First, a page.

President Donald Trump said that he would impose a 5% tariff on Mexican goods until that country stops immigrants from entering the U.S. illegally.
The tariff would take effect on June 10, “until such time as illegal migrants coming through Mexico, and into our country, STOP,” Trump said in a Twitter post May 30.
He warned that the levy “would gradually increase until the illegal immigration problem is remedied at which time the tariff will be removed.” The tariffs could rise as high as 25% on Oct. 1, Trump said in a statement released by the White House.
“Mexico must step up and help solve this problem,” Trump said in the statement.
Over the past year, Trump has intensified his use of tariffs to try to achieve policy goals on trade, and now immigration — another of his key issues.
Trump made curtailing undocumented immigration a centerpiece of his presidency and campaign. He ran in 2016 on promises to build a border wall to keep out migrants and declared a national emergency to tap federal funds for construction, after Congress didn’t provide as much money as the president demanded.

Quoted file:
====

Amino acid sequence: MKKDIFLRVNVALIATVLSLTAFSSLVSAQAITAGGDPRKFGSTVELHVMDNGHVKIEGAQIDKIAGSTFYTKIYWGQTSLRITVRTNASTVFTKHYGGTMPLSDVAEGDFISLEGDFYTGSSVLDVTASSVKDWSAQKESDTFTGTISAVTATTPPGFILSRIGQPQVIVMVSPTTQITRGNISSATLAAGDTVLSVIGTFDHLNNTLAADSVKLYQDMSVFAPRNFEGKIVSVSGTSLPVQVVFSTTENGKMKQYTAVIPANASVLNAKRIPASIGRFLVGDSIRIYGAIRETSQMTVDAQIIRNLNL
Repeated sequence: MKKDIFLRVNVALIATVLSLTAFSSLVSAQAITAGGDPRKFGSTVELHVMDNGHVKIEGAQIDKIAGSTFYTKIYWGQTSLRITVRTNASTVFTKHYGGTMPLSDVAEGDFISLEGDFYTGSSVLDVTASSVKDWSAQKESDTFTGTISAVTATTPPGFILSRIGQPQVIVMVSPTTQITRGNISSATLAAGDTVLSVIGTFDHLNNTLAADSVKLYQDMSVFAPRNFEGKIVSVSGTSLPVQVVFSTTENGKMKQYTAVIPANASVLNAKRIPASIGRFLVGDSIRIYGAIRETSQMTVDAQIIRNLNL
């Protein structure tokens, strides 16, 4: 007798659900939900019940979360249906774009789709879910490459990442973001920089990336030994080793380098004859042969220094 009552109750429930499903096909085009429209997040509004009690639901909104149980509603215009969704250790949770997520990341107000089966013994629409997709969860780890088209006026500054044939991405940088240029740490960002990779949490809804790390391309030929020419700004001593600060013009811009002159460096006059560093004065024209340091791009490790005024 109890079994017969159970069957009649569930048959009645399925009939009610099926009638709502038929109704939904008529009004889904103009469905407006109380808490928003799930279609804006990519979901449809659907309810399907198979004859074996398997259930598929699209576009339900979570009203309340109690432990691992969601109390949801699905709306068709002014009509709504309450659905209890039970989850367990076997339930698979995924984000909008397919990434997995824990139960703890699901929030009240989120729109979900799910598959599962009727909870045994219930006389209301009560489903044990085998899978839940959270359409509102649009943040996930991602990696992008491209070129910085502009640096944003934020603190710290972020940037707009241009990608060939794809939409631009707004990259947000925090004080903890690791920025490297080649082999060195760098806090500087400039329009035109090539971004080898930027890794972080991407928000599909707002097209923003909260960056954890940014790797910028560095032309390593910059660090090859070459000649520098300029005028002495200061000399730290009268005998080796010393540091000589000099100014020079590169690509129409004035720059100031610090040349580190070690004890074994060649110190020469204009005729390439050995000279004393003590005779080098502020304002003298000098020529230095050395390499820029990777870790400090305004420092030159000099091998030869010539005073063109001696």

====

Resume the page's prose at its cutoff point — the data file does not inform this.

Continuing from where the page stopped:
Jesus Seade, Mexico’s undersecretary of foreign relations for North America, told reporters in Mexico City May 30 at a previously scheduled event that the country won’t retaliate before discussing the matter with the U.S.
The Mexican peso weakened by as much as 2.3% after Trump’s tweets.
Many Republicans view immigration as a winning issue for them in 2020, and some progressive activists are fretting that Democrats will be left flat-footed without offering voters a vision for dealing with a flood of migrants and a system that both sides long have acknowledged is dysfunctional.